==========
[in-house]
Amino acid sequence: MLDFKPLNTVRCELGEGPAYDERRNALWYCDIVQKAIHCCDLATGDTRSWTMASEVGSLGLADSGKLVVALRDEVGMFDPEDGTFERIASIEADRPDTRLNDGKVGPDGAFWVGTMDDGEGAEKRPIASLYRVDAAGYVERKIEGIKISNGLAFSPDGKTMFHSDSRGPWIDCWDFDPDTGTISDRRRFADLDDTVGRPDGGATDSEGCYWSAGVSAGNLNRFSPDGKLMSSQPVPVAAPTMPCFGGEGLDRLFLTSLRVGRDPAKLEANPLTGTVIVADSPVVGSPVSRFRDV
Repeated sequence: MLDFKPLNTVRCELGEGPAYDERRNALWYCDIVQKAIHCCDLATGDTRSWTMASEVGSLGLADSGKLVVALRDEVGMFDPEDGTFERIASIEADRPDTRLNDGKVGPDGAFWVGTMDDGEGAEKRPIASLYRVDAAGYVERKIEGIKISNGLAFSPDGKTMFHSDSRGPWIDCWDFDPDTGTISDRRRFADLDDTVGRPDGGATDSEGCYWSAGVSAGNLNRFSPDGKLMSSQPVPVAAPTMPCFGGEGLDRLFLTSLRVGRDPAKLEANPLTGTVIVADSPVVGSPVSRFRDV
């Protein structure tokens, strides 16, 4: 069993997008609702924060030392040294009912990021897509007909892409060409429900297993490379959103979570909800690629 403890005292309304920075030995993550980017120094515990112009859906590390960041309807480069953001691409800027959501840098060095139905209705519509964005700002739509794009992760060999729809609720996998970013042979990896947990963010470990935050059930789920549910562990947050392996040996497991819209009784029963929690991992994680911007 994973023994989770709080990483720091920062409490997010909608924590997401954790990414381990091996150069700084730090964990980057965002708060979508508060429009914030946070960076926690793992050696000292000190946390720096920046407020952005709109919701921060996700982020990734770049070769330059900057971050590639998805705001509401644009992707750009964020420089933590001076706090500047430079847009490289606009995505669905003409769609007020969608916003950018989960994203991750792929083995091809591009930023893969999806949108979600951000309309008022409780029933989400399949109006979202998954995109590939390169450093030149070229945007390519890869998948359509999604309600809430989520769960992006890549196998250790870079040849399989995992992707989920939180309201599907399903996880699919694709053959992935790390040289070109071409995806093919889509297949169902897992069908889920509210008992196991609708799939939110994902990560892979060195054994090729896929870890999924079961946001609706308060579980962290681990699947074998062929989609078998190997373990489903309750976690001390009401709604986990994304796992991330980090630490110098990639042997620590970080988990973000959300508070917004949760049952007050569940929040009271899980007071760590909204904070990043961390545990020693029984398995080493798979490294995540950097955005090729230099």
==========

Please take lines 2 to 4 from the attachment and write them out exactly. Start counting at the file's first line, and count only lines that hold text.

Amino acid sequence: MLDFKPLNTVRCELGEGPAYDERRNALWYCDIVQKAIHCCDLATGDTRSWTMASEVGSLGLADSGKLVVALRDEVGMFDPEDGTFERIASIEADRPDTRLNDGKVGPDGAFWVGTMDDGEGAEKRPIASLYRVDAAGYVERKIEGIKISNGLAFSPDGKTMFHSDSRGPWIDCWDFDPDTGTISDRRRFADLDDTVGRPDGGATDSEGCYWSAGVSAGNLNRFSPDGKLMSSQPVPVAAPTMPCFGGEGLDRLFLTSLRVGRDPAKLEANPLTGTVIVADSPVVGSPVSRFRDV
Repeated sequence: MLDFKPLNTVRCELGEGPAYDERRNALWYCDIVQKAIHCCDLATGDTRSWTMASEVGSLGLADSGKLVVALRDEVGMFDPEDGTFERIASIEADRPDTRLNDGKVGPDGAFWVGTMDDGEGAEKRPIASLYRVDAAGYVERKIEGIKISNGLAFSPDGKTMFHSDSRGPWIDCWDFDPDTGTISDRRRFADLDDTVGRPDGGATDSEGCYWSAGVSAGNLNRFSPDGKLMSSQPVPVAAPTMPCFGGEGLDRLFLTSLRVGRDPAKLEANPLTGTVIVADSPVVGSPVSRFRDV
């Protein structure tokens, strides 16, 4: 069993997008609702924060030392040294009912990021897509007909892409060409429900297993490379959103979570909800690629 403890005292309304920075030995993550980017120094515990112009859906590390960041309807480069953001691409800027959501840098060095139905209705519509964005700002739509794009992760060999729809609720996998970013042979990896947990963010470990935050059930789920549910562990947050392996040996497991819209009784029963929690991992994680911007 994973023994989770709080990483720091920062409490997010909608924590997401954790990414381990091996150069700084730090964990980057965002708060979508508060429009914030946070960076926690793992050696000292000190946390720096920046407020952005709109919701921060996700982020990734770049070769330059900057971050590639998805705001509401644009992707750009964020420089933590001076706090500047430079847009490289606009995505669905003409769609007020969608916003950018989960994203991750792929083995091809591009930023893969999806949108979600951000309309008022409780029933989400399949109006979202998954995109590939390169450093030149070229945007390519890869998948359509999604309600809430989520769960992006890549196998250790870079040849399989995992992707989920939180309201599907399903996880699919694709053959992935790390040289070109071409995806093919889509297949169902897992069908889920509210008992196991609708799939939110994902990560892979060195054994090729896929870890999924079961946001609706308060579980962290681990699947074998062929989609078998190997373990489903309750976690001390009401709604986990994304796992991330980090630490110098990639042997620590970080988990973000959300508070917004949760049952007050569940929040009271899980007071760590909204904070990043961390545990020693029984398995080493798979490294995540950097955005090729230099």